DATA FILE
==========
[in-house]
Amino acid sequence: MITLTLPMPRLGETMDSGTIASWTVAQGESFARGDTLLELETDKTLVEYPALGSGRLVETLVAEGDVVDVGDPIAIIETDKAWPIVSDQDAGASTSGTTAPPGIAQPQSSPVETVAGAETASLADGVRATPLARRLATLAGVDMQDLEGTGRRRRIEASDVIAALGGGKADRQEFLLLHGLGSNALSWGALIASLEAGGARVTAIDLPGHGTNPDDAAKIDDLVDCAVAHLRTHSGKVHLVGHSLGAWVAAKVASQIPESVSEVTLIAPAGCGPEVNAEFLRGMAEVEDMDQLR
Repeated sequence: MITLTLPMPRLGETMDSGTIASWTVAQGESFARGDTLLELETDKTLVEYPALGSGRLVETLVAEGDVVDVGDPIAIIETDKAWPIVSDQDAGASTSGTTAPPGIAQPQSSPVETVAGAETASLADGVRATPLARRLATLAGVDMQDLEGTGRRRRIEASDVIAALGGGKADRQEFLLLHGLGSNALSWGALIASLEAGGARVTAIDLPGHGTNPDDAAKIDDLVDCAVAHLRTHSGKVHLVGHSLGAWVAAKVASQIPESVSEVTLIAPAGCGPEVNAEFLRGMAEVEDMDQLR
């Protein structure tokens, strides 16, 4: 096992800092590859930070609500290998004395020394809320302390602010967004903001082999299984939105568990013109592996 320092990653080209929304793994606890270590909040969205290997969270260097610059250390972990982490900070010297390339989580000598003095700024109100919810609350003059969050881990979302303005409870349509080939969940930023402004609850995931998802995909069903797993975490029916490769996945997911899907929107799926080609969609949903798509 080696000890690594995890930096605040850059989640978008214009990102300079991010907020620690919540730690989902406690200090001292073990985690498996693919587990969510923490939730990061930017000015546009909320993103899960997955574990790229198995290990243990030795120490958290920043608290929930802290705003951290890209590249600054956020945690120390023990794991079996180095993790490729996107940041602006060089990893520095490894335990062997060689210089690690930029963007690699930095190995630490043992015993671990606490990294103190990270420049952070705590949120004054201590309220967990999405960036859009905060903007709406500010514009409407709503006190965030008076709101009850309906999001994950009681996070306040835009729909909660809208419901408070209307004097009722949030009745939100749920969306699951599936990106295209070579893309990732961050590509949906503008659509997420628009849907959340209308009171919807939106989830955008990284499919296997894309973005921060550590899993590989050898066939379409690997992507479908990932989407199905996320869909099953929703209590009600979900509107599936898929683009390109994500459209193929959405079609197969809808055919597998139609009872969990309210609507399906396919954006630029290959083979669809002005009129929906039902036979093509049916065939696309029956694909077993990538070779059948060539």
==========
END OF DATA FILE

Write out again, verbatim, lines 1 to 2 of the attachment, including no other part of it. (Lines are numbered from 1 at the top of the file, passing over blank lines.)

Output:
[in-house]
Amino acid sequence: MITLTLPMPRLGETMDSGTIASWTVAQGESFARGDTLLELETDKTLVEYPALGSGRLVETLVAEGDVVDVGDPIAIIETDKAWPIVSDQDAGASTSGTTAPPGIAQPQSSPVETVAGAETASLADGVRATPLARRLATLAGVDMQDLEGTGRRRRIEASDVIAALGGGKADRQEFLLLHGLGSNALSWGALIASLEAGGARVTAIDLPGHGTNPDDAAKIDDLVDCAVAHLRTHSGKVHLVGHSLGAWVAAKVASQIPESVSEVTLIAPAGCGPEVNAEFLRGMAEVEDMDQLR